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The core issue of this case study is whether two scientific groups, one large, stable, and well funded, the other small, fragile, and slightly funded (but with a very exciting and promising result), can agree, despite the asymmetry in resources and power, to work together for the benefit of both groups and science as a whole. In this scenario, after seeing the results presented by the Montgomery lab grad student, Professor Jones e-mails Montgomery requesting resources developed in his lab. Clearly, a key question that Montgomery would have is, "In return for what?" Rightly, Montgomery is concerned about the future of his student, Smith, as well as his own.

Assuming reasonable ethics and motives for all players here, the best outcome would be for Jones to go to Montgomery's lab, discuss in detail what she sees as the promise of the materials Montgomery has generated, and negotiate in good faith an arrangement whereby in return for access to his materials and knowledge, Jones provides benefits to Montgomery. These could include assistance with additional funding sources, perhaps an additional student or postdoc to work in Montgomery's lab (but funded by Jones), an active scientific collaboration, or access to other technologies or resources that Montgomery, on his own, could not command.

There are two principles here, one immediate and the other longer term. The immediate principle is that the student, Smith, must be protected so that he has a fair opportunity to launch his career; he must be encouraged, perhaps by Montgomery stipulating that he be the first author on the publication of these exciting results. The other principle is that Jones benefits as Montgomery becomes more established. If Montgomery is bright enough to make this discovery, then fostering and supporting him is the best investment to increase the chance that he will make additional significant discoveries.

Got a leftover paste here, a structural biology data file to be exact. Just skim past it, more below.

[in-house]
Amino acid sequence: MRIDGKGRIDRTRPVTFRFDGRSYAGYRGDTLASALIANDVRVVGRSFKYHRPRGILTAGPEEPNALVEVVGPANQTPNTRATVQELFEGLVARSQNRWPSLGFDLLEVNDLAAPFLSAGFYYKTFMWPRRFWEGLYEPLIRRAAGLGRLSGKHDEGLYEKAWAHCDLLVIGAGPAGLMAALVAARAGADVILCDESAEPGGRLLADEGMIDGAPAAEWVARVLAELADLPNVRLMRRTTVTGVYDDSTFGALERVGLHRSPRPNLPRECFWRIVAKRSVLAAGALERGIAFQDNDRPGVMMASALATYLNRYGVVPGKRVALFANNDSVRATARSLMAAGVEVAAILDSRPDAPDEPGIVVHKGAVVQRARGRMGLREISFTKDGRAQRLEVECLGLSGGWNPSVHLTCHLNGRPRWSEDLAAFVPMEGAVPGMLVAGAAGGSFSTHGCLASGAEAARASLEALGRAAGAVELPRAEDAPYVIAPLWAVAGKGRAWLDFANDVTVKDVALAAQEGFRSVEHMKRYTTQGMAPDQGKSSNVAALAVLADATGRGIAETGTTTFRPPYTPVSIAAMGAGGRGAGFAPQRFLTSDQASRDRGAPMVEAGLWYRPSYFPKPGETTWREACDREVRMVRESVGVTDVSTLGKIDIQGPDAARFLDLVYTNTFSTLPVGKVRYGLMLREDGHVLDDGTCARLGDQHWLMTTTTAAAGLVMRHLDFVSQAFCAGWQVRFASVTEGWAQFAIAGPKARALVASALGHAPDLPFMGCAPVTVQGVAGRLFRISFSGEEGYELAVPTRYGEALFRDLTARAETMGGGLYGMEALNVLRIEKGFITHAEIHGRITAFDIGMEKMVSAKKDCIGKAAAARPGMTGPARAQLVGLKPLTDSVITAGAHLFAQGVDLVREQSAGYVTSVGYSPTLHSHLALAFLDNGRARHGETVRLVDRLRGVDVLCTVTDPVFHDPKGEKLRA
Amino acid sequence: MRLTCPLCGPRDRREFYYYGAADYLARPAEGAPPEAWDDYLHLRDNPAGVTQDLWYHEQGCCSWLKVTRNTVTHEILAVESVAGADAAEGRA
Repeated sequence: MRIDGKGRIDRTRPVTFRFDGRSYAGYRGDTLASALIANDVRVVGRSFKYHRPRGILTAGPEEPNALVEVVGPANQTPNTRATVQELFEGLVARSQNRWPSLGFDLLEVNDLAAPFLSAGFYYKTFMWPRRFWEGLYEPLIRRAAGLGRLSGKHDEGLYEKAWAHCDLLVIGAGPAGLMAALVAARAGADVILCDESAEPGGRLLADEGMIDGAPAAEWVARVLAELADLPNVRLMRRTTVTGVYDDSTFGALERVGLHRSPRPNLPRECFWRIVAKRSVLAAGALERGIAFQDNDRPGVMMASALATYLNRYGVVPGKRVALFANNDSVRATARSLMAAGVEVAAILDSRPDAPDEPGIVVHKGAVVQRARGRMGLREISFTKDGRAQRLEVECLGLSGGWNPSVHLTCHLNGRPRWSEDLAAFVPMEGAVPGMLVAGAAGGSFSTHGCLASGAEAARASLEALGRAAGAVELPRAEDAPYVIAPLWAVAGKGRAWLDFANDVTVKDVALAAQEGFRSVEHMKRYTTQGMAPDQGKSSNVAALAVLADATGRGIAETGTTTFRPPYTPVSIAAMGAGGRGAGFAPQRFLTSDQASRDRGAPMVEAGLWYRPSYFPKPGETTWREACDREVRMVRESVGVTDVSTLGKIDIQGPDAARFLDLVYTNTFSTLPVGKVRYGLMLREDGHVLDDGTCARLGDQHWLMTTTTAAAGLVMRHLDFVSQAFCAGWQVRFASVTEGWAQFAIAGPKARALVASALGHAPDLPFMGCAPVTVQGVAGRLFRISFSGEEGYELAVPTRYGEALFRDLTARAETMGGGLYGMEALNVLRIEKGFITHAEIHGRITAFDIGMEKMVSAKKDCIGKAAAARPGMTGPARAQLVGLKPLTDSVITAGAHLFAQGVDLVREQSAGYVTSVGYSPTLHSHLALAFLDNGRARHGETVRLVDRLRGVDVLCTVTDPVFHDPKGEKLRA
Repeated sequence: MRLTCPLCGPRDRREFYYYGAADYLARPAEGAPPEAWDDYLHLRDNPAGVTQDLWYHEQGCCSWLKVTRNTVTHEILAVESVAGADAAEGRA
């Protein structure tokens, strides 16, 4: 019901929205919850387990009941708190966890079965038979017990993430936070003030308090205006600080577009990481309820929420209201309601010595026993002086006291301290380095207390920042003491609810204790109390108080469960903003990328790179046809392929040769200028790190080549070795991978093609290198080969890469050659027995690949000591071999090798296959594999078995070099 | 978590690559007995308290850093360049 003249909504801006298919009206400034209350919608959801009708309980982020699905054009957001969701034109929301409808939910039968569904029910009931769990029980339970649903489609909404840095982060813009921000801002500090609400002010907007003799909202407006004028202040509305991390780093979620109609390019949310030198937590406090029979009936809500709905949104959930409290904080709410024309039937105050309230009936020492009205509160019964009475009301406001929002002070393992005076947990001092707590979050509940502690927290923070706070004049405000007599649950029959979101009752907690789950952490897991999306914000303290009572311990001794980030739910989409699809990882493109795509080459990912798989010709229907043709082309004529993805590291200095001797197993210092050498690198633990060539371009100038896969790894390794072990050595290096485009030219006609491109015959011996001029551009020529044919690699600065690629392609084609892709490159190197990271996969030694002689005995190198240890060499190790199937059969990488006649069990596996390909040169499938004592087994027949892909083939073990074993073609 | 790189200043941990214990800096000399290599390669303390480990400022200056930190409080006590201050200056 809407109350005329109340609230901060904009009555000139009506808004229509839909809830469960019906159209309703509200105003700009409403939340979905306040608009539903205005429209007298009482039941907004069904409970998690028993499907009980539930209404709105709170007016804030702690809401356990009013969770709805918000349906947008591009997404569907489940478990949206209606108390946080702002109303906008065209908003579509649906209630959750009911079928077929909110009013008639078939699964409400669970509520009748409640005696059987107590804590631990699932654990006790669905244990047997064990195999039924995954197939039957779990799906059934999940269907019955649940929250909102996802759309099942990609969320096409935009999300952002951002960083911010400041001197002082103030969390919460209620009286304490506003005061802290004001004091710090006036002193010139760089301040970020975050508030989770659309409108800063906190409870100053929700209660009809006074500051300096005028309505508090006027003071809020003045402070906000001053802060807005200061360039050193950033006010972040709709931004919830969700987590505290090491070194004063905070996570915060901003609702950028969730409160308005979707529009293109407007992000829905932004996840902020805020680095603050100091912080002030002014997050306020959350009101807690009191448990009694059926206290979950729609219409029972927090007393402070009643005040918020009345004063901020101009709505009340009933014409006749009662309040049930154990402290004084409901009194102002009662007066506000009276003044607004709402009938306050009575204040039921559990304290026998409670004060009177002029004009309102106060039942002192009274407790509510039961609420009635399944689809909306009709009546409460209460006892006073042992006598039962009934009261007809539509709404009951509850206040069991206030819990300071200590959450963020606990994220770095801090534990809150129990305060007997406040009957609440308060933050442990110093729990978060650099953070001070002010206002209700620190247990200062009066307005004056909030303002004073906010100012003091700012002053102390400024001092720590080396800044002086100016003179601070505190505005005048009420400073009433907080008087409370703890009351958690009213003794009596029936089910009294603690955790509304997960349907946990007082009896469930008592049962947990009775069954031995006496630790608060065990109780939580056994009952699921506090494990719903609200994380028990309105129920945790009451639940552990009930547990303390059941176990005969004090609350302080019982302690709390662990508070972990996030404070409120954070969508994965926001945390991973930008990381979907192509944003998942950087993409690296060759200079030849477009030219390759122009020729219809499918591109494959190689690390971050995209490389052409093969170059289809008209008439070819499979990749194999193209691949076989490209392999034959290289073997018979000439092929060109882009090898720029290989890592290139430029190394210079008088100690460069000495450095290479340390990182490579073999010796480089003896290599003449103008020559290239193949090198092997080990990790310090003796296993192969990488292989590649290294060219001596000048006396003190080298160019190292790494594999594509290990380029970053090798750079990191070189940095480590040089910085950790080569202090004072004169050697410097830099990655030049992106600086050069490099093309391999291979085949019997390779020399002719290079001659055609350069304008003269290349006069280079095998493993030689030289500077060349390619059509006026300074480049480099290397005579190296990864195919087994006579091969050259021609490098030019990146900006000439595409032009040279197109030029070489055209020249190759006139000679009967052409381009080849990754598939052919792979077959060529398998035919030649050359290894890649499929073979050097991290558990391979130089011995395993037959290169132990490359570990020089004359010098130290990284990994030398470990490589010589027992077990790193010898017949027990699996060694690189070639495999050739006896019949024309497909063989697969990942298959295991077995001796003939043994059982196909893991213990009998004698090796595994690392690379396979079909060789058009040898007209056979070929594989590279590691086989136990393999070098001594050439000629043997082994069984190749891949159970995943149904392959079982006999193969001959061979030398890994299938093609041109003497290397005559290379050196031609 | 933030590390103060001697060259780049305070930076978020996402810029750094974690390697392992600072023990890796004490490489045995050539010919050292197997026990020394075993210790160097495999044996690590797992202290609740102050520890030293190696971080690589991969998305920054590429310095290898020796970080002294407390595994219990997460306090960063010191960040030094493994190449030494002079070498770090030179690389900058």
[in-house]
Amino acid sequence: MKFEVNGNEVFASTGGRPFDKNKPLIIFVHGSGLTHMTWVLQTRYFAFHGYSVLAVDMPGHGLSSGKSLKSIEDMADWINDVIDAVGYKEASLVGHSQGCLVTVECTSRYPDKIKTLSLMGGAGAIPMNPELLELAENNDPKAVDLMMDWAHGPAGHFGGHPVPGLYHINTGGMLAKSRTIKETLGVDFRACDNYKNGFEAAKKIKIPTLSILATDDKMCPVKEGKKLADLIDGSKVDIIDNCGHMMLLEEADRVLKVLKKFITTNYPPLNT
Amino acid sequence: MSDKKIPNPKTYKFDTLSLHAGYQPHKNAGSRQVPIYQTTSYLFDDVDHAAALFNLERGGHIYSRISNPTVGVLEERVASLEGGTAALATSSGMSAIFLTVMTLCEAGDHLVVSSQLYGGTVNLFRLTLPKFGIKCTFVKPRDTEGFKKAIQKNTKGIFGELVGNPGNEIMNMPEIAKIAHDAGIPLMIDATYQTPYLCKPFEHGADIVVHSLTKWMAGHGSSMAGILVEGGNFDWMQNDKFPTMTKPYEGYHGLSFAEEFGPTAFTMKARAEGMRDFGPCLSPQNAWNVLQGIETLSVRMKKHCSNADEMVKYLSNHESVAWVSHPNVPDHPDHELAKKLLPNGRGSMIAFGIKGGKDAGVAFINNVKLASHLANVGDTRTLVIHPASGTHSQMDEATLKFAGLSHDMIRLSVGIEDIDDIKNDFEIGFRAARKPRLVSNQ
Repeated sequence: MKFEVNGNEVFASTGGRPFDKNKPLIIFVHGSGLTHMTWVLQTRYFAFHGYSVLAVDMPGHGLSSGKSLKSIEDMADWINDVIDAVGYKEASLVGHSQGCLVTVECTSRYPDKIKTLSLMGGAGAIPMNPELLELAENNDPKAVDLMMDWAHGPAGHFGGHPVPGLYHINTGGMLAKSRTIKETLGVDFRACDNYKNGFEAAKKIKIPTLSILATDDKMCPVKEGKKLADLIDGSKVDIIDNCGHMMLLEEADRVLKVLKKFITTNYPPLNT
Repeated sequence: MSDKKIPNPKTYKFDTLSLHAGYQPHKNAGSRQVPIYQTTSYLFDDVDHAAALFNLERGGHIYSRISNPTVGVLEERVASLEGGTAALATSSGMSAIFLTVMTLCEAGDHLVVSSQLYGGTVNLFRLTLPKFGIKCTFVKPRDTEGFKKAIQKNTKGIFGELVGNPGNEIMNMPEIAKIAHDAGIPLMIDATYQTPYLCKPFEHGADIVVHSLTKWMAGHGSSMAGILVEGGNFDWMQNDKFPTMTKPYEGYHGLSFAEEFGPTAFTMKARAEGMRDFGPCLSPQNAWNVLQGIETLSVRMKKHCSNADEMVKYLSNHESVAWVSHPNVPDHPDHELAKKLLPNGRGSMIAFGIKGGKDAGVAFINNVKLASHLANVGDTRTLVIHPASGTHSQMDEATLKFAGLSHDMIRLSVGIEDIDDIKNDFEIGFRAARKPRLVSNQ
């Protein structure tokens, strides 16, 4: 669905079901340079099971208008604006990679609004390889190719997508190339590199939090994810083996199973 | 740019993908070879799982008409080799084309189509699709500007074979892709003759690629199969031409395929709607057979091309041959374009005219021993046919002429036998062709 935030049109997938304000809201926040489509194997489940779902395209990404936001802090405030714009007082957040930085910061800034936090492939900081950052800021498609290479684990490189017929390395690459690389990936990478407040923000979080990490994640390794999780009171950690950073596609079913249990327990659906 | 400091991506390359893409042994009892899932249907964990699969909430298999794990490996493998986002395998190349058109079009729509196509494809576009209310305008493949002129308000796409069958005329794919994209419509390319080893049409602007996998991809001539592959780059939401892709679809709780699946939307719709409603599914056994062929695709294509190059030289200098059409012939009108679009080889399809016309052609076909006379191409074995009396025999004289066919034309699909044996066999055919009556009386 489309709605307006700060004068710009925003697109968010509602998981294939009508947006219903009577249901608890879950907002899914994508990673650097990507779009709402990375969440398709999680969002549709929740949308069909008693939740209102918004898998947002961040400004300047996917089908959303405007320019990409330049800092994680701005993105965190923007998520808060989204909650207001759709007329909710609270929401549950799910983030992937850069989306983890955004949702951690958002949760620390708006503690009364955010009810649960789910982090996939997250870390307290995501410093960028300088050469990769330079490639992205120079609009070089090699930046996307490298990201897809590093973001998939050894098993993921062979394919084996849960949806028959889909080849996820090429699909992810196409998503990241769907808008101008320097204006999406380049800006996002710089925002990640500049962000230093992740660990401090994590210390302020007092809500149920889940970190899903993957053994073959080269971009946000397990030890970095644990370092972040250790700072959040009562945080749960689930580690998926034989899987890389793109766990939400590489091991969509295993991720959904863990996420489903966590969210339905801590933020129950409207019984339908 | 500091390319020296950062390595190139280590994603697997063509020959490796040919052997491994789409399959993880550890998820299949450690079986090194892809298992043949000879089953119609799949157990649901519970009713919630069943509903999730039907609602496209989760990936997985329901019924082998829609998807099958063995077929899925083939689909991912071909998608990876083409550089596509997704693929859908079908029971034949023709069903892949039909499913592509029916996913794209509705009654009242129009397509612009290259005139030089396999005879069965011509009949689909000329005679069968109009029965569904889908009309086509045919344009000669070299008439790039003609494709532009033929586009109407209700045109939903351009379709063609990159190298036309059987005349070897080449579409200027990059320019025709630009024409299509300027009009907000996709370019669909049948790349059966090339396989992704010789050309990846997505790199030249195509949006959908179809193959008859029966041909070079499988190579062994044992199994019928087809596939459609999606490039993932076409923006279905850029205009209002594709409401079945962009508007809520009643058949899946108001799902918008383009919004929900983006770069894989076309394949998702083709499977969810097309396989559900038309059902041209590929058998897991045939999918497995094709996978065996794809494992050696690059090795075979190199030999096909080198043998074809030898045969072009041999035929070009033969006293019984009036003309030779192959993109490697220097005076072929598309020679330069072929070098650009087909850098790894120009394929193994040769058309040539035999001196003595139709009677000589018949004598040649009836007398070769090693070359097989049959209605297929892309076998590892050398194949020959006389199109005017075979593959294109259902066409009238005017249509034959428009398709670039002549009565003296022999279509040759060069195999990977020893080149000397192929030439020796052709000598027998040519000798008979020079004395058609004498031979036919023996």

Although I believe it would be highly unethical for Jones to threaten Montgomery's professional survival by seeking to influence the source of his support, this example also illustrates one of the strengths of American science funding. Montgomery's current grant, although small, comes from a private foundation that was willing to take a chance on him and his ideas. The explosive growth of the biotechnology industry following the 1980 Supreme Court Diamond v. Chakrabarty decision that enabled patent protection for living material illustrates the availability of funding for high-risk, high-payoff science. So even if Jones and Montgomery cannot evolve a collaborative relationship, this need not mean the end of Montgomery's research, although the circumstances would be different from what he presently knows.

Strength and influence imply an obligation to use them responsibly for the betterment of all. The best way to do that, understood by the great teachers from the days of Aristotle onward, is to share knowledge and assistance as freely and generously as possible. "What ye sow, so shall ye reap," and the wider one sows the seeds of knowledge and cooperation, the more widely will benefits result. To a truly remarkable degree, this has been a shared glory and lasting legacy of science, and society has unquestionably enjoyed spectacular benefits across all disciplines. We inherit the benefits of that legacy and the associated obligation to sustain and continue it.